Home Plants Travel Entertaining Cooking Books Columns Etc.
ADVERTISEMENT
ADVERTISEMENT

Mystery plants: Monardella, Alstroemeria and Monarda

by Janet Carson June 27, 2022 at 8:18 a.m.
  photo    


Monardella macrantha common name is Hummingbird Trumpet Mint or Coyote Mint.  It is a California native wildflower, but we found the plants for sale at Westwood Gardens in Fayetteville when we were up for the state mg conference.  Several of us bought them to try.  This member of the mint family has clusters of brilliant red, tubular flowers

  photo    


held over low mats of dark green, shiny leaves. It is supposed to bloom from late spring through summer, and so far it hasn’t stopped in my yard.  It does attract hummingbirds. Drought resistant/drought tolerant plant, it was sold as a rock garden plant.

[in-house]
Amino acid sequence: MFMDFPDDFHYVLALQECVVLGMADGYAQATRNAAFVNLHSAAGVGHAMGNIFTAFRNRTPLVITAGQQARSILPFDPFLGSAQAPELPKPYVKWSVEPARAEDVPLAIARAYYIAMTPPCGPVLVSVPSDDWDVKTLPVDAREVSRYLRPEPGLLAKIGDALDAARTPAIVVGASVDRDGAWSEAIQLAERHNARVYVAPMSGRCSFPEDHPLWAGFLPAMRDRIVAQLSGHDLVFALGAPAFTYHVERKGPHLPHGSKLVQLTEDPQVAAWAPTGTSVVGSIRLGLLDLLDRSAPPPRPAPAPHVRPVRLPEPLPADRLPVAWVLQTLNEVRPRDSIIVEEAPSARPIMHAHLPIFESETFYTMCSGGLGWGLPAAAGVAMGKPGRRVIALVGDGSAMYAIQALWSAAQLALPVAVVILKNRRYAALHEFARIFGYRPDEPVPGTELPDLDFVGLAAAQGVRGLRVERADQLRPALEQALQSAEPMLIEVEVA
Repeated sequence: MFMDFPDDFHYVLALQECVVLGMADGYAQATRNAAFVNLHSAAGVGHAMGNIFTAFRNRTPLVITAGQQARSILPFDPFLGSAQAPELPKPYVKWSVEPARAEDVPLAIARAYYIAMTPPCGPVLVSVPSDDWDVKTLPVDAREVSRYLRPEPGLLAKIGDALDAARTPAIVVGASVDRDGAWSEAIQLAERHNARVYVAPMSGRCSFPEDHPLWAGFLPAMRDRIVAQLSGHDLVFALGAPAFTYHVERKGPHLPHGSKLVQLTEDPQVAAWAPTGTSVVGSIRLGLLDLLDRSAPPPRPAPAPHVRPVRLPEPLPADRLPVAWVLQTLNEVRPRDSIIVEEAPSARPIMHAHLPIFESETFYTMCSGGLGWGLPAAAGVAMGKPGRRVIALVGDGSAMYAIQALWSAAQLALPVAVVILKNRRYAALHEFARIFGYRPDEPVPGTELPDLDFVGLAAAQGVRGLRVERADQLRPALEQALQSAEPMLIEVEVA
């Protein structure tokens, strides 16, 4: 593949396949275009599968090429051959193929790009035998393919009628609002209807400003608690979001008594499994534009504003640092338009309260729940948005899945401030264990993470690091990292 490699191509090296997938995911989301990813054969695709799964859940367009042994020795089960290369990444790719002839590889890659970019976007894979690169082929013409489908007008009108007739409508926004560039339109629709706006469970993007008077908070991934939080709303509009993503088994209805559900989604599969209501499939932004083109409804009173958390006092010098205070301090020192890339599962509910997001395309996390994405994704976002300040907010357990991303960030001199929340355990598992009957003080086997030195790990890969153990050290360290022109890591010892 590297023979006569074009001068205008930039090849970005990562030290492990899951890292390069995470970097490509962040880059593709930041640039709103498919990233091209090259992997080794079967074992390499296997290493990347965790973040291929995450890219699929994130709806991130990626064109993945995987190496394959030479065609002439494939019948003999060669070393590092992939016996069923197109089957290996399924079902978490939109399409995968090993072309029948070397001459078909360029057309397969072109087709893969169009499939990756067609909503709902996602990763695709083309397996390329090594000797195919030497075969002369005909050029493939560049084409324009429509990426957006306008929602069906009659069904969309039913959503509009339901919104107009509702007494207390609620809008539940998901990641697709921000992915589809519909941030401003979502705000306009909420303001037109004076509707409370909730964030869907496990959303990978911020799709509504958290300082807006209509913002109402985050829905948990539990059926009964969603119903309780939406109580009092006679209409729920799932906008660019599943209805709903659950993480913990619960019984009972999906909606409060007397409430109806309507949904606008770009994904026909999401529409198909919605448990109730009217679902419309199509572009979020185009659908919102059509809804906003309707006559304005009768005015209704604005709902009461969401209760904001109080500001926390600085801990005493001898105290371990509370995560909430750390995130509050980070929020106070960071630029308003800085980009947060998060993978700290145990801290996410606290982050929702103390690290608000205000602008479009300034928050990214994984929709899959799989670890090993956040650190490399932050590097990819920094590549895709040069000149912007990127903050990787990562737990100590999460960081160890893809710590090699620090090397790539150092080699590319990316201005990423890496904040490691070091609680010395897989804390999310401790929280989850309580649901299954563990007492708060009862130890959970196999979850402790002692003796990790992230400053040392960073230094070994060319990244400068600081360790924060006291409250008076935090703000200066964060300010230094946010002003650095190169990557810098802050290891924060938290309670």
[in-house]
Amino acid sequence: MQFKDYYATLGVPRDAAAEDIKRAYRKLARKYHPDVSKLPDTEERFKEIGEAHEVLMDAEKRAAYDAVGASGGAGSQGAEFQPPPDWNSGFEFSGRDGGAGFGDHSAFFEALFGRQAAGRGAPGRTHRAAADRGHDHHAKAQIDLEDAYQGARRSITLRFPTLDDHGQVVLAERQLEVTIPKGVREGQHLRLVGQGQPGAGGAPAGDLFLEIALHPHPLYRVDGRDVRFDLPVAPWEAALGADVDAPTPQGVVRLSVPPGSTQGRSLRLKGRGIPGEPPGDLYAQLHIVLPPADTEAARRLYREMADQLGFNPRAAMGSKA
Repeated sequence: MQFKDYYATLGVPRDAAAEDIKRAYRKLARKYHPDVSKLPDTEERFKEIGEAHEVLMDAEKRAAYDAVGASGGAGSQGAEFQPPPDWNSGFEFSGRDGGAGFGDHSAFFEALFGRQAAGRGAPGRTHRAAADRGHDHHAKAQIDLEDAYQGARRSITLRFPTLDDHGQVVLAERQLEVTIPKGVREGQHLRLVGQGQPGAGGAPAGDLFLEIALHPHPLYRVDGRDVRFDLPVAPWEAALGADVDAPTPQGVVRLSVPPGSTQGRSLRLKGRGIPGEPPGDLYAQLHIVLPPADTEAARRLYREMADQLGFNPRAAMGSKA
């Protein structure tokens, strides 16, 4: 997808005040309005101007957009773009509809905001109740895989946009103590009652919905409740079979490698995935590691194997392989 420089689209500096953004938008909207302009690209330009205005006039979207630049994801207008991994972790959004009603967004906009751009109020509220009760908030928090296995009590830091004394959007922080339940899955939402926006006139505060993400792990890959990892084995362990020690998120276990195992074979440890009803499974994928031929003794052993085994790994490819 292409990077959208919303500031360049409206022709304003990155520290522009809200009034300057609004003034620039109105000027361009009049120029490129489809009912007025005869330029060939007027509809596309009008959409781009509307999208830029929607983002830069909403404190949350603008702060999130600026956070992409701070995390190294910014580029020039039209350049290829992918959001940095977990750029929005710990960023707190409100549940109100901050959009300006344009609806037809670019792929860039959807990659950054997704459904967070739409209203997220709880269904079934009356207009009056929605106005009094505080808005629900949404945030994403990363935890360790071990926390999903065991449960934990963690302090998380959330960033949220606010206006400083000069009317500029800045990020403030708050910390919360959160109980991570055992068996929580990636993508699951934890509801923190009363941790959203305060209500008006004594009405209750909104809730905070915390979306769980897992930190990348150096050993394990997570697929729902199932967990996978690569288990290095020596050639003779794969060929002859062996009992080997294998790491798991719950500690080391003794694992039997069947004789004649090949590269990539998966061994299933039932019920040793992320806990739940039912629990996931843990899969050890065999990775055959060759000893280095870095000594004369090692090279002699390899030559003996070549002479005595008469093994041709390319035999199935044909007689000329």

Alstroemeria or Peruvian lilies

  photo    


are often recognized as a long-lasting cut flower.  I love them as a short-lived perennial in the garden. The longest I had one survive was 3 years, but I am trying again, with two varieties this year.  

  photo    


They get quite a bit of sun, but a little of it is filtered in late afternoon.  They should bloom all summer long.  Winter drainage is a must. 


Monarda -or bee balm, 

  photo    


is another perennial mint family member.  I toured a butterfly garden last week, and they had monarda everywhere.  It was the tallest I have ever seen.  

  photo    


Monarda can become a bit aggressive, so watch where you plant it. It comes in red, pink, white, and purple.  It thrives in full sun.  When you have a lot of it planted close together it can suffer from powdery mildew.  It is a bee and butterfly magnet.

ADVERTISEMENT

Sponsor Content

ADVERTISEMENT
ADVERTISEMENT